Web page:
Treasury and IRS Revisiting Guidance on Limited Partner Exception
Tax Controversy and Litigation attorney Lee Meyercord was recently quoted in a Tax Notes article about a new project appearing in the 2023-2024 priority plan from the U.S. Department of the Treasury and IRS regarding the limited partner exception of the Self-Employment Contributions Act (SECA) tax. Although the scope and details of the project are not defined in the plan, tax professionals speculate that this project will aim to more clearly define the meaning of “limited partner” as it pertains to SECA. The IRS has tried to implement regulations defining “limited partner” in the past, but has been met with criticism and questions of whether or not previously proposed definitions overstep the regulatory authority of the Treasury Department.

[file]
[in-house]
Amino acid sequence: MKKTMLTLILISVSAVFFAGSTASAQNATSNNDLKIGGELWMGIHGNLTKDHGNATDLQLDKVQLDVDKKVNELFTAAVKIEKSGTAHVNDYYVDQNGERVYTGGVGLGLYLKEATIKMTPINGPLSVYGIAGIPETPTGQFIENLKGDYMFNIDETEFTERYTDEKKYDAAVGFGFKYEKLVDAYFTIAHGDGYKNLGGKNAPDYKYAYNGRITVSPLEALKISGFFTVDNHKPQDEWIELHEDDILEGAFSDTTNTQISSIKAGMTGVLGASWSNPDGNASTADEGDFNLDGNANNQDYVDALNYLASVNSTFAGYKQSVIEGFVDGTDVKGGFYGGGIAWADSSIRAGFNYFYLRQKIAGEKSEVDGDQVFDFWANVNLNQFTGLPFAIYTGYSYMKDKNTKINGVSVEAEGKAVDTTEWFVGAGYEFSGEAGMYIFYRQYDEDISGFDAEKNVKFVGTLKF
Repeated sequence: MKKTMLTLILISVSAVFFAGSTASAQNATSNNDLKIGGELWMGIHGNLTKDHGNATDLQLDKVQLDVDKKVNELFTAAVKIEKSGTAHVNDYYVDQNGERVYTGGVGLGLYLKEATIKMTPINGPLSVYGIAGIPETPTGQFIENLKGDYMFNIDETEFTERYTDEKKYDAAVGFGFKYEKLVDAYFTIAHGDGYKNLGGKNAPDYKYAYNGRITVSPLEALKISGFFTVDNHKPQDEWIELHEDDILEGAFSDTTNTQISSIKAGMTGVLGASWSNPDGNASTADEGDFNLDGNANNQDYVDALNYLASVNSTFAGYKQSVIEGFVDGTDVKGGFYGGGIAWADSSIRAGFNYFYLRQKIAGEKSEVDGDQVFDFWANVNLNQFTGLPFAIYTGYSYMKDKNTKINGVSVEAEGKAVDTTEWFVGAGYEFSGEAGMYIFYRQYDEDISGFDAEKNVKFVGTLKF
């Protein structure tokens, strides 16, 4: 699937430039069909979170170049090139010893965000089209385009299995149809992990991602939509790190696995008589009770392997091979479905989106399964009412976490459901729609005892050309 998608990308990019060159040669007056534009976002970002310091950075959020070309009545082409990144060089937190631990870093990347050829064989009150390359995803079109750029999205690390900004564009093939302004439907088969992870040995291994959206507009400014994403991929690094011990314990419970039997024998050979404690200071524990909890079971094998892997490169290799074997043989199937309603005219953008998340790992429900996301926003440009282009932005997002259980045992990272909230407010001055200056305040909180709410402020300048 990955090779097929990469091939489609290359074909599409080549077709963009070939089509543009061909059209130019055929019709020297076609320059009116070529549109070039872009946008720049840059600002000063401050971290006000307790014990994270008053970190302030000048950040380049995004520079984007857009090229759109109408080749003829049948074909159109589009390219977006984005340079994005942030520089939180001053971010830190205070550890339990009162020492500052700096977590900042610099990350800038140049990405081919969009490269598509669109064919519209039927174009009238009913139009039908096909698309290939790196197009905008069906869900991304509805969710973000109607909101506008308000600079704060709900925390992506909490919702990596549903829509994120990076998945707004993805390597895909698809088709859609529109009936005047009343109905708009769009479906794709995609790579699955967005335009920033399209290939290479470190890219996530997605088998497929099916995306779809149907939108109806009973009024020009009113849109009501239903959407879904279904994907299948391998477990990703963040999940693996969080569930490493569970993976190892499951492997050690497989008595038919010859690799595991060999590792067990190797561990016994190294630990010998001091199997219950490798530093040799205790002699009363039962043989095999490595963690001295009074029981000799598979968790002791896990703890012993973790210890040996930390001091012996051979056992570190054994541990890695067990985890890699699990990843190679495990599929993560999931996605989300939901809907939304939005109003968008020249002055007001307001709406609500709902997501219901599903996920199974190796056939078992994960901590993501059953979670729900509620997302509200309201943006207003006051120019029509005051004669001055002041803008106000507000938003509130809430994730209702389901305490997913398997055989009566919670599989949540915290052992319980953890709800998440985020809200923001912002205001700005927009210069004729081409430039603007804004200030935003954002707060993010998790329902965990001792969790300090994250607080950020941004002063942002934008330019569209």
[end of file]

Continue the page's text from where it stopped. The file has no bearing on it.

“I do not think the IRS can issue regulations that would cause a state-law limited partner to be excluded from the exception in section 1402(a)(13) because that would be contrary to the plain language of the statute,” Ms. Meyercord explained, going on to cite when “the IRS tried to do this in regulations proposed in 1997, and Congress imposed a moratorium on finalizing those regulations because the proposed rules would exceed the regulatory authority of the Treasury Department, effectively amounting to a change in the law without Congressional action.”
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